The Government’s announcement it will delay by four years the introduction of a cap on people’s liability for costs of social care is just the latest in a long line of failures to resolve the challenge of paying for long term care. Melanie Henwood examines the issues and concludes that all bets are off for an early resolution of this […]
The Government’s July budget announced a raft of measures to reduce the welfare budget by £12 billion by 2019/20 and, more surprisingly, the introduction of a ‘National Living Wage’. But will these changes lift the living standards of the millions that fall below what the public views to be an acceptable standard of living in contemporary Britain? Joanna Mack […]
In this article, Andrew Dunn presents research which finds that many unemployed people prefer living on benefits to undertaking jobs which would increase their income, but which they consider unattractive.
Recent Labour and Coalition governments have increased both the number of conditions attached to receiving unemployment benefits (Jobseeker’s Allowance / JSA, soon to be Universal Credit) and the severity of […]
The evidence base for improving public health services by top-down regulation is thin. An alternative approach is the ‘bottom-up’ rather than the ‘top-down’ perspective. But what are the ingredients of a bottom-up service improvement model? In this article, Bob Hudson suggests three essential components: people, context and complexity.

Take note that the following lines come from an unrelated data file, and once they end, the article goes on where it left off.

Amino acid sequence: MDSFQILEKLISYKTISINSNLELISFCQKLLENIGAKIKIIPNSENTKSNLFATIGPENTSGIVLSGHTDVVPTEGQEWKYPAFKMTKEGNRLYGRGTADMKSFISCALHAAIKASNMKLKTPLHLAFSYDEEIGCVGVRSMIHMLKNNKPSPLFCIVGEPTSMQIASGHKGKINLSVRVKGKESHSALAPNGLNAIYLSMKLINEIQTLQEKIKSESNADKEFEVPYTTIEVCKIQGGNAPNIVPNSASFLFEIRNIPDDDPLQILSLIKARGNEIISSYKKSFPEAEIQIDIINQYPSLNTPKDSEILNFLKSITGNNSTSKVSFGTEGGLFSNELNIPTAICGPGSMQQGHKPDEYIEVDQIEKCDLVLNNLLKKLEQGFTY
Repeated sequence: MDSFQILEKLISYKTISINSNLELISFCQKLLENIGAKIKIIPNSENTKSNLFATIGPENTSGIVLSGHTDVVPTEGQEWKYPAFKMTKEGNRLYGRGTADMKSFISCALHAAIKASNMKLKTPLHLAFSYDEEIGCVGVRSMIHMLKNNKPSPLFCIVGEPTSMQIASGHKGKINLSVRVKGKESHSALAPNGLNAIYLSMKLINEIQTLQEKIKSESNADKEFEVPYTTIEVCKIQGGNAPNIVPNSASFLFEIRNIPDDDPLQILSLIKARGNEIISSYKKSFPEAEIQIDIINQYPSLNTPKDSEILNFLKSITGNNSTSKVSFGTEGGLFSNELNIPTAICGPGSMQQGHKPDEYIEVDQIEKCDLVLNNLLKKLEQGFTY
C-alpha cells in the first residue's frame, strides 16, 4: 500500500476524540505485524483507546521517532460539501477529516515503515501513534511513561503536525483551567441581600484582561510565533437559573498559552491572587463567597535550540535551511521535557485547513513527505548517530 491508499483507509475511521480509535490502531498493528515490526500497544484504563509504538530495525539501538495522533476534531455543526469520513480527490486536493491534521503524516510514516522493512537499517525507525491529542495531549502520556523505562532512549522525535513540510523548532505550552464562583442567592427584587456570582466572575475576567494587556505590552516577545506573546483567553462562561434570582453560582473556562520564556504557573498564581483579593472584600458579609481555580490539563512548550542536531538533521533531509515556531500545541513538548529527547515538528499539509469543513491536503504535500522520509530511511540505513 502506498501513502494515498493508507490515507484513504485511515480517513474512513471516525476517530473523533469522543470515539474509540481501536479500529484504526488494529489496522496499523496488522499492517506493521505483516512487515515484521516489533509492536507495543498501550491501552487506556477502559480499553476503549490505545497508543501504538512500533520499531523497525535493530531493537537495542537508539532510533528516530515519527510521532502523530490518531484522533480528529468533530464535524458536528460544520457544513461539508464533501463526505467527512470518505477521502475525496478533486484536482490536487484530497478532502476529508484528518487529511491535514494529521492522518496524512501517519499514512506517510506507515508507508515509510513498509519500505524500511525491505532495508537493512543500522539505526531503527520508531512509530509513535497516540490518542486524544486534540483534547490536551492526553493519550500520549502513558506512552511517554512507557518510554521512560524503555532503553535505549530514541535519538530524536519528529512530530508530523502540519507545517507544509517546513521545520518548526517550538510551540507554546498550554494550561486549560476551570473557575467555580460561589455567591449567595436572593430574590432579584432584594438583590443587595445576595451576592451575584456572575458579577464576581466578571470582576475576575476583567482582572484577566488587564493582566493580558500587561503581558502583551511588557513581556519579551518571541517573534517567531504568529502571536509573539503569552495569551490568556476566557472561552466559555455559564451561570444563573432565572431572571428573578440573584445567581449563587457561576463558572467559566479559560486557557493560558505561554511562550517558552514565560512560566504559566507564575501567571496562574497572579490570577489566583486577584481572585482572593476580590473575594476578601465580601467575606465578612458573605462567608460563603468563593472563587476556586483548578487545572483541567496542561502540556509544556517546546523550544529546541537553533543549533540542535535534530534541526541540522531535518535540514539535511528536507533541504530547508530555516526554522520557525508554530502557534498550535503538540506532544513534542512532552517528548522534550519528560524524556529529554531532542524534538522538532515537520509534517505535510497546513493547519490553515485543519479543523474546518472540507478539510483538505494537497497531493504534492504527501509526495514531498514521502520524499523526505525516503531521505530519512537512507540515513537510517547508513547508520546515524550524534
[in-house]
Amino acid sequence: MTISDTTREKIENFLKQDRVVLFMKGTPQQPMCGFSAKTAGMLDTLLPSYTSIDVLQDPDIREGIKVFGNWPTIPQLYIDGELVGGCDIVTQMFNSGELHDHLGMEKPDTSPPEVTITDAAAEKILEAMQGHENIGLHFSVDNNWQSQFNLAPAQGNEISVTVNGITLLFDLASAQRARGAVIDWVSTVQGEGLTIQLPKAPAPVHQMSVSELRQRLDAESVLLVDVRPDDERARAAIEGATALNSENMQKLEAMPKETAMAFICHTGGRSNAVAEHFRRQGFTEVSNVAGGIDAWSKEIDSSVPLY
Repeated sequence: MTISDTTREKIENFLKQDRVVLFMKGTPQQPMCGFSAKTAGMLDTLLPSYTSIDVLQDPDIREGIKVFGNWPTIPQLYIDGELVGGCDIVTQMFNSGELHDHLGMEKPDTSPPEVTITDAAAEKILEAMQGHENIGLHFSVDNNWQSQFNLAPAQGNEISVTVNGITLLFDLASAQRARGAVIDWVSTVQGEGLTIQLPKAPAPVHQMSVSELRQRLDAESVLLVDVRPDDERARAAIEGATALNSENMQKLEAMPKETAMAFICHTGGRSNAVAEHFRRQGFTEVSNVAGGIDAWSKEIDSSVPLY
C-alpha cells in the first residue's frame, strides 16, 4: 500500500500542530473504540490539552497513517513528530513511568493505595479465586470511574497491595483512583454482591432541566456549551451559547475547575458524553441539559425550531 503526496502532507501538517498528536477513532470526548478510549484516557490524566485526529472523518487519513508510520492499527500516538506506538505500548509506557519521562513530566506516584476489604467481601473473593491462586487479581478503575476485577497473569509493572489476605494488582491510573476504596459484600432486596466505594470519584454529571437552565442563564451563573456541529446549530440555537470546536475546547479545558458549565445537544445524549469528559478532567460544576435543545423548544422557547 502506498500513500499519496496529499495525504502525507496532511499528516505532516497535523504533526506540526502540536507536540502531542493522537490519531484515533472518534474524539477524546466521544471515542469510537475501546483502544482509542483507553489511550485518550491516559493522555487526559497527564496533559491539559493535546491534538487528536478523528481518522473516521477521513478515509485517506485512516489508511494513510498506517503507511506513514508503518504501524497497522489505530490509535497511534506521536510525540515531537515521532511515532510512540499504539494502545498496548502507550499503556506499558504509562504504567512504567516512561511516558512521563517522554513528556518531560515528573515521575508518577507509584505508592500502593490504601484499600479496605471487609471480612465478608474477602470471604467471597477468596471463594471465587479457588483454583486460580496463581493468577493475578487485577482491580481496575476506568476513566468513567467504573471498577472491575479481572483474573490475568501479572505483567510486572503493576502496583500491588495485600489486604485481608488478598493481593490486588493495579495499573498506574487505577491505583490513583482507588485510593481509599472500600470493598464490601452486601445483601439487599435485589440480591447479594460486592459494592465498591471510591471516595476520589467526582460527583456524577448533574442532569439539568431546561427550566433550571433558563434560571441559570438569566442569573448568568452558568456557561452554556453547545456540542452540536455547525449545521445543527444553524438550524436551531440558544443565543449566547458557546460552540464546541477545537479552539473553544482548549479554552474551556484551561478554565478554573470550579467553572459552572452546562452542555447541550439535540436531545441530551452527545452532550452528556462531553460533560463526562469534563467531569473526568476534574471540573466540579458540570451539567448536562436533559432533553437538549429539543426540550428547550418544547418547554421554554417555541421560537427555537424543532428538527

With the new UK Government seemingly wedded to enduring reductions in public expenditure, there is now a clearer […]
However you define poverty, households on the lowest incomes are falling further short of reaching a decent standard of living, writes Donald Hirsch.
Defining poverty is never easy. Last week’s reopening of the debate about its measurement revealed both the complexity of this issue and the willingness of people on both sides of the political debate to define to their […]
Having promised to cut spending rather than raise taxes to eliminate the deficit while at the same time promising additional spending in a whole host of areas, what can we expect public management to be like over the next five years? In this article, Perri 6 outlines the bleak future ahead, writing that even if public managers survive the next few years, they will still not be […]
How well are GP-led Clinical Commissioning Groups equipped to handle contracts with private providers of NHS clinical services? In this article, Colin Leys finds that the case for outsourcing clinical work to private providers continues to lack evidential support, and that there should be an independent enquiry into the capacity of CCGs to handle major new contracts before they are allowed to be […]
In the general election debate about healthcare, all the parties are seeking to portray an NHS protected from major public sector expenditure cuts, with expansion in some areas. But according to Alistair McGuire and John Van Reenen, this is only going to be viable through further efficiency savings of some kind – and even then it is not clear how […]